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Tracking Social Shares Across Twitter, Facebook, and Google+ - Tutorial Tuesday

Cory Collins | September 8, 2015

Creating content on the web is a sometimes thankless job.

It’s even more difficult if you’re not strategic in your approach; Moz and BuzzSumo just released a study showing over 50% of content on the web receives zero links and few social shares. That’s awful.

Creating content on the web is a sometimes thankless job.

It’s even more difficult if you’re not strategic in your approach; Moz and BuzzSumo just released a study showing over 50% of content on the web receives zero links and few social shares. That’s awful.

I spend much of my time creating content for the web, and I can attest just how devastating it is to invest time, care, energy, and resources into creating a piece of content just to have it fall flat. I can also attest to just how addicting it is to have a piece of content blow up on the web.

Regardless of your goals, if you’re creating content and no one is reading it you’re wasting your time.

The powerful rush when you create something that actually gets traction, links, and shares is impossible to ignore. It’s even more gratifying if your content grows legs and begins to net shares and links you didn’t specifically amplify for. These are the moments that will sustain a writer and marketer over the course of a campaign.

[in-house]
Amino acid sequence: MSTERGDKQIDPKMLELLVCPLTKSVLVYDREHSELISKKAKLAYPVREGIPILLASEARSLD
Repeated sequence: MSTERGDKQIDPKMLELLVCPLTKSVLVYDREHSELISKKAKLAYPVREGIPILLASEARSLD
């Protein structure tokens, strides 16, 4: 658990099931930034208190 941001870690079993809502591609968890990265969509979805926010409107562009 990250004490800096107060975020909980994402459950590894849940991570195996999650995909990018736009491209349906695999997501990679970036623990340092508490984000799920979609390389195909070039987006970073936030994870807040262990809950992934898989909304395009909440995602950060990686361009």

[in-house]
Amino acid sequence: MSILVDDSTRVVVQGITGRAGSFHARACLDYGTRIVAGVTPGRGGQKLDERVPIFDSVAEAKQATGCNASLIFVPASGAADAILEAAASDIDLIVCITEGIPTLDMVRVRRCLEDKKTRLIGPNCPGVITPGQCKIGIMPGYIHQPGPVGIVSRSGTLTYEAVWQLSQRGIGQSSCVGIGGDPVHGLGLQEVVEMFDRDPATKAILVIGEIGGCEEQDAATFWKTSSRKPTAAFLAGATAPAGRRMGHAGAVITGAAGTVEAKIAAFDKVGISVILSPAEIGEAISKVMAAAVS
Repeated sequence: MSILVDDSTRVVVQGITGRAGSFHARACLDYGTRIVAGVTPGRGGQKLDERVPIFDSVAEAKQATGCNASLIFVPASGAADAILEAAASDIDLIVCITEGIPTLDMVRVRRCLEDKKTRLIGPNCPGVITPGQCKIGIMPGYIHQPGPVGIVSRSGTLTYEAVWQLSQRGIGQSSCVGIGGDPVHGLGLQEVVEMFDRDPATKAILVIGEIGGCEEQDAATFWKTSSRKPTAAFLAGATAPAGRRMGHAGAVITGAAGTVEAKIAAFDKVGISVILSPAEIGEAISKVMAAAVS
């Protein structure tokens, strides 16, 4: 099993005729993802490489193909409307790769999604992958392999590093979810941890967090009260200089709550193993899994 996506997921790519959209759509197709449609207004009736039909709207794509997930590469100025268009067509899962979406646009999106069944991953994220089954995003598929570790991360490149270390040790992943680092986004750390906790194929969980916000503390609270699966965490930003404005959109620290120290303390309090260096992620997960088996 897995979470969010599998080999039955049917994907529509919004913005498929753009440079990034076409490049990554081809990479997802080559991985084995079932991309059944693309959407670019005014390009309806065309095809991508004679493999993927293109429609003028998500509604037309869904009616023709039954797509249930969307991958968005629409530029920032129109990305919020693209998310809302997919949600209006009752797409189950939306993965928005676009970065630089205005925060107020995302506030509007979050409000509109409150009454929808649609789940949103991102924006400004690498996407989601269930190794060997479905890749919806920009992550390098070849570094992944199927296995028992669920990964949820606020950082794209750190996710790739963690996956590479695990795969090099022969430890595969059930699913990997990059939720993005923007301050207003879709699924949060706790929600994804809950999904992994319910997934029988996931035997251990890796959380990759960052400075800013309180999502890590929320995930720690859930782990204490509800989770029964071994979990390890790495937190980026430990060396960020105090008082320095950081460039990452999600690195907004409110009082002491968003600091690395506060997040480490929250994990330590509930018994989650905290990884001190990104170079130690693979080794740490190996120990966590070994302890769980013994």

For today’s tutorial I’m going to cover how to track social shares across various different social platforms, including Twitter, Facebook, and Google Plus.

Social shares have implications across all of online marketing – whenever someone chooses to share your content, it means they’ve found value in it. It represents a real opportunity—an opportunity to:

  • Grow your audience
  • Develop a relationship
  • Build community
  • Improve your brand amplification
  • Gain more social shares
  • Create link opportunities.

Links are fundamentally important for any online content creator. BrightEdge found in a 2014 study that 51% of all web traffic came from search. If you want your content to have lifetime value and traffic, you need to ensure the right people are linking to it.

Of course BuzzSumo and Moz found the correlation between social shares and links to be extremely low—0.021 (basically non-existent)—but any good SEO will tell you that getting social shares is an opportunity to build links.

Regardless of links, you should be tracking social shares. If you’re creating content on the web, you should be concerned with who’s taking the time to broadcast your content on social media.

For this post I’m going to use the example of Wait But Why’s post on artificial intelligence, for three reasons:

  1. I love it.
  2. It gets social shares like crazy, making it a good example.
  3. More people should read it.

So let’s get into it.

Twitter Search to Find Social Shares

First up is Twitter.

Head on into Twitter’s social platform.

Up in the right hand corner there will be a search bar with the words “Search Twitter”:

Flip over to your piece of content and grab the url:

And search Twitter for that URL. That will take you to a search results page which should look like this:

A few things to note here (highlighted in red):

  1. The URL should be in the blue bar above. This will confirm you searched correctly.